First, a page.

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BY 4.0 license Open Access Published by De Gruyter Open Access May 29, 2019

Toward a pragmatic and social engineering ethics

Ethnography as provocation

Jessica Sorenson EMAIL logo


This paper centers on a five-month ethnographic field study among engineers in a Danish collaborative industrial robotics project, to examine how the everyday work of engineers intersects with existing, formally-adopted engineering ethics approaches.Methods included a literature review of engineering ethics, participant observation in a technical research institute and in machine workshops, document and visual media analysis, object elicitation, and qualitative interviews. Empirical findings from this investigation are used to evaluate existing formalized engineering ethics in relation to engineering praxis. Juxtaposed with engineers’ everyday ethical decision-making practices, professional ethics approaches are shown to be based in deontological and virtue ethics, narrowly focused on the individual engineer as a professional, and thus inappropriate and insufficient for the very practical field of engineering. The author argues for an alternative direction toward a situated pragmatic and social ethics in engineering that disrupts the current social arrangement around robot development through ethnographic intervention in the engineers’ negotiation of values in the design process.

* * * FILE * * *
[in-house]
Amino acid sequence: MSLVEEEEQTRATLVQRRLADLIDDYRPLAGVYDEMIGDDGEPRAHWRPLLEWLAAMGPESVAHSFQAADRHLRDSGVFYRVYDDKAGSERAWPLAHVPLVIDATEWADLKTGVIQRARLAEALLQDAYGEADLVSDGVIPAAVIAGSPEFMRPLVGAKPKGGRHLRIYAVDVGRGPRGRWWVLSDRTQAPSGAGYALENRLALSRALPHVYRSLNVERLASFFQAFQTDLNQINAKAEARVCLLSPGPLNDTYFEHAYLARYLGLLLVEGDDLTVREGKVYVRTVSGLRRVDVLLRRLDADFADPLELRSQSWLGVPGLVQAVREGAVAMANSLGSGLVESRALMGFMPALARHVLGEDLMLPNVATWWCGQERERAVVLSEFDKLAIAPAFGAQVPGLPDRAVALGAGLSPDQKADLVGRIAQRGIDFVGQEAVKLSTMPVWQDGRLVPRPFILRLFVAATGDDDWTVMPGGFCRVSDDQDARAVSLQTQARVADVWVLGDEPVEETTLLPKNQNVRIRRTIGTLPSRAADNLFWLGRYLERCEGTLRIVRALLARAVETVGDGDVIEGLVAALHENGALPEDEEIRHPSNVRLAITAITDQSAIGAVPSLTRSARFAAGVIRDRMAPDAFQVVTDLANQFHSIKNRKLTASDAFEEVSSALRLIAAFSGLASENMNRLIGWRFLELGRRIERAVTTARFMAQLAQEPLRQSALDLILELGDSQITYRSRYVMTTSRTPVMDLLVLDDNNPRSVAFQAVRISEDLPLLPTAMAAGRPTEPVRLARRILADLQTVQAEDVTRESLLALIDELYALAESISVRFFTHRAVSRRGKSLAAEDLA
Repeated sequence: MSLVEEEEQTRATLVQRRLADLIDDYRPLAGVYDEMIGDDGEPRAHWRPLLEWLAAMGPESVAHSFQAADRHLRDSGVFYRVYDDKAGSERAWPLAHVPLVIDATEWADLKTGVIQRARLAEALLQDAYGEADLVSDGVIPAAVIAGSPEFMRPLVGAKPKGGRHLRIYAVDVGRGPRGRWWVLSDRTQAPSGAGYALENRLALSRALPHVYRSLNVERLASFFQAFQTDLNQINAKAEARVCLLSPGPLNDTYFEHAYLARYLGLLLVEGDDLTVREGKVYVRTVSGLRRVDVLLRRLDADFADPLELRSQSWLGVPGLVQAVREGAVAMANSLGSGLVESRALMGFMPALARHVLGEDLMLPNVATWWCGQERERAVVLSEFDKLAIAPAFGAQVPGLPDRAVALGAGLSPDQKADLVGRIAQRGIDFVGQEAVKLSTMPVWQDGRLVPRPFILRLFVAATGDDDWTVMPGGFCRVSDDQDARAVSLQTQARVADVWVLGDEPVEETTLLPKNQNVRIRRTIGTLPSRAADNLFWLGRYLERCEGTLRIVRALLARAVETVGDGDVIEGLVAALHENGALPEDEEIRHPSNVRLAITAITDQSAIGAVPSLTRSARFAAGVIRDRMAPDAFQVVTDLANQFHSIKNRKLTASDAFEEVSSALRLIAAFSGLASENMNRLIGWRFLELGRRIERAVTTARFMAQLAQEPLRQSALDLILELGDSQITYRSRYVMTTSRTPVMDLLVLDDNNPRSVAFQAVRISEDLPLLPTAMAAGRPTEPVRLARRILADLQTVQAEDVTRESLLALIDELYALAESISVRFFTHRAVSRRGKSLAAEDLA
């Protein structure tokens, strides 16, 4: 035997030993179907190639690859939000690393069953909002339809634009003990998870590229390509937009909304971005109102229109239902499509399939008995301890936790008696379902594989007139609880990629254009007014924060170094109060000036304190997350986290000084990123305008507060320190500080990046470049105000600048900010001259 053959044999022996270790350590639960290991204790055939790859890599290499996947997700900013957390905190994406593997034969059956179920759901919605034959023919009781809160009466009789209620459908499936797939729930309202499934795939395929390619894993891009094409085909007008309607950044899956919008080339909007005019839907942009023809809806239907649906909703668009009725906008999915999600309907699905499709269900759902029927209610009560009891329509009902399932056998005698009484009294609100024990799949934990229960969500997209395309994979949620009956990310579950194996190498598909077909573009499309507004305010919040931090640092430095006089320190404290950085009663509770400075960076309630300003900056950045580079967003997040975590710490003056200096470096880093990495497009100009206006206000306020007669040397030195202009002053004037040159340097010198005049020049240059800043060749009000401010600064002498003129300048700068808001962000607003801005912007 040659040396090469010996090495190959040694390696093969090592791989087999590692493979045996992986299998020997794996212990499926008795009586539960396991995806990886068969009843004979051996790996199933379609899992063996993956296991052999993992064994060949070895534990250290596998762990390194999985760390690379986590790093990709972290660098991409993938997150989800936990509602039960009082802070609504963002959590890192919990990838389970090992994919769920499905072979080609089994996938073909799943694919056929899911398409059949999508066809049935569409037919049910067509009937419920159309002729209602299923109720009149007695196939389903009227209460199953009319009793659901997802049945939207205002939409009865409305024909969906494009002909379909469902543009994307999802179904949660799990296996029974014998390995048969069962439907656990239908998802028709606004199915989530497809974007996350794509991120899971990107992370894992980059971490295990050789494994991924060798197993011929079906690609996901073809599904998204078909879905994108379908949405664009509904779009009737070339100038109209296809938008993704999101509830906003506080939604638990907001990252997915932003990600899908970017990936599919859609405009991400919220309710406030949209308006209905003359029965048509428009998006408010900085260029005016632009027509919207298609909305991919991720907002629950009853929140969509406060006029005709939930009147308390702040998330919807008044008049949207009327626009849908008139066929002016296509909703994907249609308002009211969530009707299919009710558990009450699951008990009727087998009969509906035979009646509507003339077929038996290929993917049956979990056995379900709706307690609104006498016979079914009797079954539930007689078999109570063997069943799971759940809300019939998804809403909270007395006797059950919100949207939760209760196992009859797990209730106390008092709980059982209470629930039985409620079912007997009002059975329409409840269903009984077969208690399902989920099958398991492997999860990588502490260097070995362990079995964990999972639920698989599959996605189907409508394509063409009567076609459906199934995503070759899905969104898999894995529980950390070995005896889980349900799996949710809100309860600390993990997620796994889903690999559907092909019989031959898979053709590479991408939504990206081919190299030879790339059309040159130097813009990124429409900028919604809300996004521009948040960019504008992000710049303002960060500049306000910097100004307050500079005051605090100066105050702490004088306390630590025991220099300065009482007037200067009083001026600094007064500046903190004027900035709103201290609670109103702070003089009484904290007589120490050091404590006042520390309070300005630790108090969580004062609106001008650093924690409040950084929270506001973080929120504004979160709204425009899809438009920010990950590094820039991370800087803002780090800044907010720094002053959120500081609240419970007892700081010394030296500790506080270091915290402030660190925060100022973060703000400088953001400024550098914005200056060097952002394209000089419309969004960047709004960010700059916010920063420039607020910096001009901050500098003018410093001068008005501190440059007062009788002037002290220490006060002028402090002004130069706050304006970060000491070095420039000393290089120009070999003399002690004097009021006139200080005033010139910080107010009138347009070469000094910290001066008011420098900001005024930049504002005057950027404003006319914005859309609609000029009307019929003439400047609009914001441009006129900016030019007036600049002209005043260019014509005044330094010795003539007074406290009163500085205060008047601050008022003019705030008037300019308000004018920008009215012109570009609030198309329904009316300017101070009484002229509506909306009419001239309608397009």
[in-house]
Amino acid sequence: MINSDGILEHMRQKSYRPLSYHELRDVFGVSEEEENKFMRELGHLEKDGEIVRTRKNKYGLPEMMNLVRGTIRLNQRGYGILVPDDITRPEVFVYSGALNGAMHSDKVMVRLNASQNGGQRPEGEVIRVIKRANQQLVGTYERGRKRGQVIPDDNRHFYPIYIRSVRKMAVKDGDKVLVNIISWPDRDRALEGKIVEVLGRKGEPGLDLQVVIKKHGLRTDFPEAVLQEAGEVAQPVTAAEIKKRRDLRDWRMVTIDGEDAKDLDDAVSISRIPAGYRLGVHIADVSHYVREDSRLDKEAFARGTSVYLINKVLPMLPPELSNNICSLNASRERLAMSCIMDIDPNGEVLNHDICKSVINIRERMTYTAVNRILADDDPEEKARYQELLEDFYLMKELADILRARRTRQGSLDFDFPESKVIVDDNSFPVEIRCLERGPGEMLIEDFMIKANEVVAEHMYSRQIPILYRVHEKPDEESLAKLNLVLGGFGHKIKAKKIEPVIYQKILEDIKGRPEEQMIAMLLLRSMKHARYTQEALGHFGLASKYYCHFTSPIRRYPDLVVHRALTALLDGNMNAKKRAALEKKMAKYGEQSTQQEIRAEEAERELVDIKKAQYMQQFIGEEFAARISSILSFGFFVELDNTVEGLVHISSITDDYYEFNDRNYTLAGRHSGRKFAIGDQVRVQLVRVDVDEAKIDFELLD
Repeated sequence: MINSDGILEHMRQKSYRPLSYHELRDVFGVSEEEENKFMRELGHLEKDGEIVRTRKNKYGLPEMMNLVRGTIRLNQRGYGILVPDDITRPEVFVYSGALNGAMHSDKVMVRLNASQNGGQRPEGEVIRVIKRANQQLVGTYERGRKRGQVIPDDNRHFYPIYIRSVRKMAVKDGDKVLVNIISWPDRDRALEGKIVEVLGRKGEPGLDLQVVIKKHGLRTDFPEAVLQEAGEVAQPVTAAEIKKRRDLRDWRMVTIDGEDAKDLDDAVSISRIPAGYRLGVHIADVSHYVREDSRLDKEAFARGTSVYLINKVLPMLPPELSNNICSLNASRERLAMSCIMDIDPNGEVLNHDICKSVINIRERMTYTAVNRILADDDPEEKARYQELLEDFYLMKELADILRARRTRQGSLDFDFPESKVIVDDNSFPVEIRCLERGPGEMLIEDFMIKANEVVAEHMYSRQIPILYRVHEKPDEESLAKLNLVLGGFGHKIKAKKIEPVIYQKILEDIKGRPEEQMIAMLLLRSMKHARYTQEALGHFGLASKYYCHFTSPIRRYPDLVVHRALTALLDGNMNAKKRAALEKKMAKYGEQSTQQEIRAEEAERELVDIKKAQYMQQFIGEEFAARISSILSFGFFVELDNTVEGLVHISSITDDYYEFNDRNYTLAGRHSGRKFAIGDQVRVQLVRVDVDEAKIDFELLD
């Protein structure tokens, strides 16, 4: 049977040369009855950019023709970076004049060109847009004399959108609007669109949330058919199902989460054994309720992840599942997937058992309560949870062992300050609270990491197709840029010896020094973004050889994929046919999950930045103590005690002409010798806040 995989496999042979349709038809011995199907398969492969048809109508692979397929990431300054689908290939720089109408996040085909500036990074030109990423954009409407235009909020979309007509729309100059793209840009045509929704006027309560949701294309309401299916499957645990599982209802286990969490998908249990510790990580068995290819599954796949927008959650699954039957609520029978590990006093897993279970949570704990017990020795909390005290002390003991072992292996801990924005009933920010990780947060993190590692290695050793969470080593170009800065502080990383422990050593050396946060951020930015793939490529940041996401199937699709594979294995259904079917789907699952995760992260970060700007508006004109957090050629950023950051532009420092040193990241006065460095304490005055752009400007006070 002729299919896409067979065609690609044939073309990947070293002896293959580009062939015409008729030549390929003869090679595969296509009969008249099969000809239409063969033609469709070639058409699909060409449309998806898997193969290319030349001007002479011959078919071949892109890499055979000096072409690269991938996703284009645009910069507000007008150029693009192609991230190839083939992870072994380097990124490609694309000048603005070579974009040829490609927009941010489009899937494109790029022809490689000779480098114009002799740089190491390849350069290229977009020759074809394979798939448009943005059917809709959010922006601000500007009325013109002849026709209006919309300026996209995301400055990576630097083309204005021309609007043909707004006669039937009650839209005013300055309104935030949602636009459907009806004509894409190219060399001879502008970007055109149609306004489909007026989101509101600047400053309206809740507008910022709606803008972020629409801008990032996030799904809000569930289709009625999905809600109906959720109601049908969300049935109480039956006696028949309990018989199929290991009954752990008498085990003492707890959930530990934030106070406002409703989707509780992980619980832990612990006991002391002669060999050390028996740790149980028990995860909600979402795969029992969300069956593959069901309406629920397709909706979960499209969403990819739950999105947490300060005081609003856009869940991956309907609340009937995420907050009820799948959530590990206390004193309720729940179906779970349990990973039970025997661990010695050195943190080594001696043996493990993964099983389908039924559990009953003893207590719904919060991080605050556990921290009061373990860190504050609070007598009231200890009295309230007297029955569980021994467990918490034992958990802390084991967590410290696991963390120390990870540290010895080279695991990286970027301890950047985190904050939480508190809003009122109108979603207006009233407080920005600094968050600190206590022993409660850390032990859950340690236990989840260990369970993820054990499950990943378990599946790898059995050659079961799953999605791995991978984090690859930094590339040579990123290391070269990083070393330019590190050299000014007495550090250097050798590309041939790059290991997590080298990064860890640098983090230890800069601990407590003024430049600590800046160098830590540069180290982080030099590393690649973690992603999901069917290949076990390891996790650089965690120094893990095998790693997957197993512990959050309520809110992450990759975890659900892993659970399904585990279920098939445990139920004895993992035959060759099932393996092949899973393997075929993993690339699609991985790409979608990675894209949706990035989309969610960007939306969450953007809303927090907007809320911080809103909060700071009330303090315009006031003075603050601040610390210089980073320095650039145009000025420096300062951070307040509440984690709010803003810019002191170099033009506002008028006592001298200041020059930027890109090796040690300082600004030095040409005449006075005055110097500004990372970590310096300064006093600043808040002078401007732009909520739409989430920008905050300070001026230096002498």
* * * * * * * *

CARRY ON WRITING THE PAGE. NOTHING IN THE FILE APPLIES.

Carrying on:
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Received: 2018-06-30
Accepted: 2019-05-07
Published Online: 2019-05-29

© 2019 Jessica Sorenson, published by De Gruyter

This work is licensed under the Creative Commons Attribution 4.0 Public License.

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